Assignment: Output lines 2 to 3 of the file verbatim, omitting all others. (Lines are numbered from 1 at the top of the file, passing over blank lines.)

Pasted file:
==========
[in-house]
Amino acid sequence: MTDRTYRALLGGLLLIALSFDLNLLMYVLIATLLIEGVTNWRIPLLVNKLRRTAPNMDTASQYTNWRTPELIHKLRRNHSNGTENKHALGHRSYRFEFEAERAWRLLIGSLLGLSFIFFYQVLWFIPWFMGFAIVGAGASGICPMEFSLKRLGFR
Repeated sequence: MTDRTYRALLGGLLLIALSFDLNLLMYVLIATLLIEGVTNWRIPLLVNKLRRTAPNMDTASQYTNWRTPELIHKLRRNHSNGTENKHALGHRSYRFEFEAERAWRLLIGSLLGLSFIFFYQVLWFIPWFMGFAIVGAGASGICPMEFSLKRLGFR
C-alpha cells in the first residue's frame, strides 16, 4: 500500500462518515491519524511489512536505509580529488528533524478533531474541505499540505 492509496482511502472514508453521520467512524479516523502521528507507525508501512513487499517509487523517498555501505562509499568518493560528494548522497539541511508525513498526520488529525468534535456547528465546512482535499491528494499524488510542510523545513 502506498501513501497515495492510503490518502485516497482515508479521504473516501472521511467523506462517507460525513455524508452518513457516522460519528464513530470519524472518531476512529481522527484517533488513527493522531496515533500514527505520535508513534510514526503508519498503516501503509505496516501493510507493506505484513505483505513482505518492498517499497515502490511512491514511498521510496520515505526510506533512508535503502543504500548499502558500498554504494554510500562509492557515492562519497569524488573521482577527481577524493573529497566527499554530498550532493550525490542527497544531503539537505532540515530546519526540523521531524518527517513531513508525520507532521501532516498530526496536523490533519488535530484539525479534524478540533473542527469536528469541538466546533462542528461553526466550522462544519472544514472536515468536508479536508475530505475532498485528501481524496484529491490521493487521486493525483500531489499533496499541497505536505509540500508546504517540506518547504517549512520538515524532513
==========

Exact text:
Amino acid sequence: MTDRTYRALLGGLLLIALSFDLNLLMYVLIATLLIEGVTNWRIPLLVNKLRRTAPNMDTASQYTNWRTPELIHKLRRNHSNGTENKHALGHRSYRFEFEAERAWRLLIGSLLGLSFIFFYQVLWFIPWFMGFAIVGAGASGICPMEFSLKRLGFR
Repeated sequence: MTDRTYRALLGGLLLIALSFDLNLLMYVLIATLLIEGVTNWRIPLLVNKLRRTAPNMDTASQYTNWRTPELIHKLRRNHSNGTENKHALGHRSYRFEFEAERAWRLLIGSLLGLSFIFFYQVLWFIPWFMGFAIVGAGASGICPMEFSLKRLGFR